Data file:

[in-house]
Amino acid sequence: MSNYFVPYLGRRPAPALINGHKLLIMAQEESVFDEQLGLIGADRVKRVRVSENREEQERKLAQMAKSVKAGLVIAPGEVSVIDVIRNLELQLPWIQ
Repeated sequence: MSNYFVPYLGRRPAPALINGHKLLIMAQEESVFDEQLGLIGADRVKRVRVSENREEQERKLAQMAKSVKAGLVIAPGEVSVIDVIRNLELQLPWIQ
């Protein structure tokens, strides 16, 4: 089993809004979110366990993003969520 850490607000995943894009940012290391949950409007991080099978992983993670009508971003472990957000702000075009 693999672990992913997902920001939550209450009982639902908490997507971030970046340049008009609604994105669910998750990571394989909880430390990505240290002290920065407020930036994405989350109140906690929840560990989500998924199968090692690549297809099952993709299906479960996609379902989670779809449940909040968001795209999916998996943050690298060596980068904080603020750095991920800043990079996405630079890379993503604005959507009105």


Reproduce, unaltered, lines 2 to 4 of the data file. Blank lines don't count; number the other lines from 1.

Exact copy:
Amino acid sequence: MSNYFVPYLGRRPAPALINGHKLLIMAQEESVFDEQLGLIGADRVKRVRVSENREEQERKLAQMAKSVKAGLVIAPGEVSVIDVIRNLELQLPWIQ
Repeated sequence: MSNYFVPYLGRRPAPALINGHKLLIMAQEESVFDEQLGLIGADRVKRVRVSENREEQERKLAQMAKSVKAGLVIAPGEVSVIDVIRNLELQLPWIQ
């Protein structure tokens, strides 16, 4: 089993809004979110366990993003969520 850490607000995943894009940012290391949950409007991080099978992983993670009508971003472990957000702000075009 693999672990992913997902920001939550209450009982639902908490997507971030970046340049008009609604994105669910998750990571394989909880430390990505240290002290920065407020930036994405989350109140906690929840560990989500998924199968090692690549297809099952993709299906479960996609379902989670779809449940909040968001795209999916998996943050690298060596980068904080603020750095991920800043990079996405630079890379993503604005959507009105």